Tuesday, May 8, 2018

Thank You For Smoking Squanders Its Potential On Derivative Storytelling

Juno was the movie that took director Jason Reitman to a whole new level of fame, but it wasn't his very first foray into the world of feature-length movies. After directing a large number of short films, Reitman made his inaugural foray into this type of directing with Thank You For Smoking, a political satire that establishes the kind of character-informed dark comedy that would be omnipresent in his subsequent works. Unfortunately, the kind of quality that would be found in Reitman's next three features is nowhere near as prominent in Thank You For Smoking, which is a more erratic and frequently frustrating type of Jason Reitman movie.

More than anything else, Thank You For Smoking strikes me as Jason Reitman doing a warm-up for his later movie Up In The Air. Both of these movies follow dudes who make a living in jobs that aren't looked on with high amounts of esteem and have personalities that make sure they're as emotionally detached from everyone around them as possible. But whereas Up In The Air was a captivating character study that constantly challenged and probed its protagonist, Thank You For Smoking makes the choice to have its lead character, Nick Naylor (Aaron Eckhart), be just a smarmy dude with no other real depth who ends up going down an all too traditional character arc.

Naylor is a lobbyist for a pro-cigarette company called the Academy of Tobacco Studies and he's really good at his job which consists of going to great lengths to making cigarettes as appealing to the public as possible. Thank You For Smoking follows Naylor as he tries to help sell an initiative to boost cigarette sales by getting them used by main characters in high-profile American movies as well as him trying to keep on good terms with his young son. Both of these tasks he decides to approach by being his usual smooth-talking self, which consists of him tying so many verbal knots around those he interacts with that they have no choice but to follow his orders or do what he says.

This is a potentially interesting character that Thank You For Smoking doesn't seem to know what to do with, which is a shame because Aaron Eckhart actually sells the character's demeanor extremely well. The best uses of Nick Naylor as a fictional individual are where the film settles for using him as a vessel for dark comedy, otherwise he's just not all that interesting to follow around for a couple hour. This is especially notable when the story makes the bizarre decision to have him hit rock bottom once act three starts and the audience is supposed to root for him to get back out there and redeem himself. What on Earth has Nick Naylor done as a character in the last 90 minutes to make me invested in him scoring a comeback?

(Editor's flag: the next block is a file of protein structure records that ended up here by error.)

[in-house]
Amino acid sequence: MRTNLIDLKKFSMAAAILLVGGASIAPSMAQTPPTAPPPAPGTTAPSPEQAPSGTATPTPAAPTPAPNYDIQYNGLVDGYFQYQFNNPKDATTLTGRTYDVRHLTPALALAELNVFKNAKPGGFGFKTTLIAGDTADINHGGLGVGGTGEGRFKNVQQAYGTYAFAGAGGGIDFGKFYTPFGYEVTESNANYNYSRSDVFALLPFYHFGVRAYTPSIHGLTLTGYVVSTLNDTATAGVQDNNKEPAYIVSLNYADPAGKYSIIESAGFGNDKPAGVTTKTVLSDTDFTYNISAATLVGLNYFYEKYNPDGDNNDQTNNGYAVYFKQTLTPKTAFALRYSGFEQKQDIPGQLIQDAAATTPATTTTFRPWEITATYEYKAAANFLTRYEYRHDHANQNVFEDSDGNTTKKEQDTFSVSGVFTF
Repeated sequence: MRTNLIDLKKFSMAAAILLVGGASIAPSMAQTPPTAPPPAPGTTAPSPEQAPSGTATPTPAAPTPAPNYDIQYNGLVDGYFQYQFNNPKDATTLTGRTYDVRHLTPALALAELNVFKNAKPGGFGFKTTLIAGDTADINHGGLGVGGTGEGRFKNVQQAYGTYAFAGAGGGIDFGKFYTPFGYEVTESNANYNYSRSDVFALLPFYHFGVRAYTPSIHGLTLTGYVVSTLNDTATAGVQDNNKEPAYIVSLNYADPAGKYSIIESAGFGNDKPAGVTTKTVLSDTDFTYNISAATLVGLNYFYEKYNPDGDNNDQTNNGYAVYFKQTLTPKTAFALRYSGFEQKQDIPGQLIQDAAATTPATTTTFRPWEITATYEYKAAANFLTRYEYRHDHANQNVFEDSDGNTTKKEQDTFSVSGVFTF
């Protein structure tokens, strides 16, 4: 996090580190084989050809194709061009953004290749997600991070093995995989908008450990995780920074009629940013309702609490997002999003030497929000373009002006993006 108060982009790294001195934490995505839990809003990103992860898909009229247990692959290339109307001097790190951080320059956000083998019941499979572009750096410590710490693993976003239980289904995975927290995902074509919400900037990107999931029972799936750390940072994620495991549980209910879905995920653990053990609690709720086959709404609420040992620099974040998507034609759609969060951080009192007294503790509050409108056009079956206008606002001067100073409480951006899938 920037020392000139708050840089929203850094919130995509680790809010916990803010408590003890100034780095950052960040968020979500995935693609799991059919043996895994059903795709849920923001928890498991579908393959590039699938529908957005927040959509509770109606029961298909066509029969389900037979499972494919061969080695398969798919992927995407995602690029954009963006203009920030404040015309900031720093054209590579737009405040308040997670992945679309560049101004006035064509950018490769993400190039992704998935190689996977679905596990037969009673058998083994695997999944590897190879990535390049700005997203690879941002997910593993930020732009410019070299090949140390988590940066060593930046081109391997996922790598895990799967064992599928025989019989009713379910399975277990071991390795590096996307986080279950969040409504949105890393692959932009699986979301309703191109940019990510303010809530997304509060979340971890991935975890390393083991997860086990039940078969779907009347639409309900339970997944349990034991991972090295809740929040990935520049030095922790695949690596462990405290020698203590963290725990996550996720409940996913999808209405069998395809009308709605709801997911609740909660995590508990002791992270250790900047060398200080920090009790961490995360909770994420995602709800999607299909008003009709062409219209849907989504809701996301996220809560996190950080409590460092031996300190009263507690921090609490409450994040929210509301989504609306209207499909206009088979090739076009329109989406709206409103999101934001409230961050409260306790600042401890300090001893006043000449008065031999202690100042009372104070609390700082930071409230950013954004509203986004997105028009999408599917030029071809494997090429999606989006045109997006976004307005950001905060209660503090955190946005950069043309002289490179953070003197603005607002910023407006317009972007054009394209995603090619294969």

Even before that poorly done plot turn though, Naylor's adventures still don't grab one's attention like they should. A visit out to Hollywood, despite the presence of a game Rob Lowe as a talent agent, just inspires some hackneyed jokes about the quirkiness of Los Angeles residents while the time we seem him spend with his son, a character who really has no personality unto his own, is similarly devoid of innovation, their scenes together feel like they could come from any other typical movie that involves a divorced dad connecting with his son, complete with the precocious youngster offering sage advice that's wise beyond his years for his pop when the chips are down. 

Thankfully, some all too rare attempts at dark humor work far better than the father/son angle of the story, with some of the best dark comedy emerging from William H. Macy as a villainous Democratic Senator looking to put gruesome warning labels on cigarette boxes. Few can play seemingly well composed but actually petulant middle-aged dudes as well as William H. Macy, he's always such fun in these roles and he seems to relish dishing out the cruelest pieces of dialogue imaginable. Those kind of outright successful executions of dark humor are tragically scant in Thank You For Smoking, which ends up taking a potentially interesting lead character and story and wasting it on a more traditional narrative too obsessed with tired jokes and dull subplots. Oh well, at least Jason Reitman's spiritual successor to this film, Up In The Air, was terrific.

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